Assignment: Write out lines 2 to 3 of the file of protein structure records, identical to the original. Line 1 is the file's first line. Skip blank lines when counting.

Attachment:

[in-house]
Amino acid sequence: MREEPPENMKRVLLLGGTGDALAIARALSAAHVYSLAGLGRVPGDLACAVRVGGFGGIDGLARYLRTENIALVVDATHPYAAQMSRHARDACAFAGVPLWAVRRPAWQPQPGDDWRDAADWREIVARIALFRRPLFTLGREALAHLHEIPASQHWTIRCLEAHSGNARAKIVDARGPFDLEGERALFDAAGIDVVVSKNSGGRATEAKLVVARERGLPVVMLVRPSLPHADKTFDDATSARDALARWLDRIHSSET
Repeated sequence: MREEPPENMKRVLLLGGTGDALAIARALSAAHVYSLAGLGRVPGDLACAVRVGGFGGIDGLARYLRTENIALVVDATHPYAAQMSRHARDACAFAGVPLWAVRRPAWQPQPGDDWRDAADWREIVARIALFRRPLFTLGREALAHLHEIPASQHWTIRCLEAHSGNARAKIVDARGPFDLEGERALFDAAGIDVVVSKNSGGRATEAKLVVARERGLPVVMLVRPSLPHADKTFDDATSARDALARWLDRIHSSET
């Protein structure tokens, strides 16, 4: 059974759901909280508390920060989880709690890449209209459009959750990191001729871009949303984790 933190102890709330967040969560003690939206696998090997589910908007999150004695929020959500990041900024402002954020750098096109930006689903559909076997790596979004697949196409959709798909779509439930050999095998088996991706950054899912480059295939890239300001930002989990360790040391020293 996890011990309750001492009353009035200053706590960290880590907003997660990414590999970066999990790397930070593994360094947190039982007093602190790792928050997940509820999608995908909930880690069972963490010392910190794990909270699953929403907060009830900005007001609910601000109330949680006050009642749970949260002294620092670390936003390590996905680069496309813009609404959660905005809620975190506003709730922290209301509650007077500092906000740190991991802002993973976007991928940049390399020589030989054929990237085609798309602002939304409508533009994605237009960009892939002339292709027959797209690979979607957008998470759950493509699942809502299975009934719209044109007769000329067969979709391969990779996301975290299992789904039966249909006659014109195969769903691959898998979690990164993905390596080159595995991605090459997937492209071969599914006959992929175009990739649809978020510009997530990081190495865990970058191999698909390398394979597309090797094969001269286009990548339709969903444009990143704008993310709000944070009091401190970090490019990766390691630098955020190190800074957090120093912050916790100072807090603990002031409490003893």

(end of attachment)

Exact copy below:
Amino acid sequence: MREEPPENMKRVLLLGGTGDALAIARALSAAHVYSLAGLGRVPGDLACAVRVGGFGGIDGLARYLRTENIALVVDATHPYAAQMSRHARDACAFAGVPLWAVRRPAWQPQPGDDWRDAADWREIVARIALFRRPLFTLGREALAHLHEIPASQHWTIRCLEAHSGNARAKIVDARGPFDLEGERALFDAAGIDVVVSKNSGGRATEAKLVVARERGLPVVMLVRPSLPHADKTFDDATSARDALARWLDRIHSSET
Repeated sequence: MREEPPENMKRVLLLGGTGDALAIARALSAAHVYSLAGLGRVPGDLACAVRVGGFGGIDGLARYLRTENIALVVDATHPYAAQMSRHARDACAFAGVPLWAVRRPAWQPQPGDDWRDAADWREIVARIALFRRPLFTLGREALAHLHEIPASQHWTIRCLEAHSGNARAKIVDARGPFDLEGERALFDAAGIDVVVSKNSGGRATEAKLVVARERGLPVVMLVRPSLPHADKTFDDATSARDALARWLDRIHSSET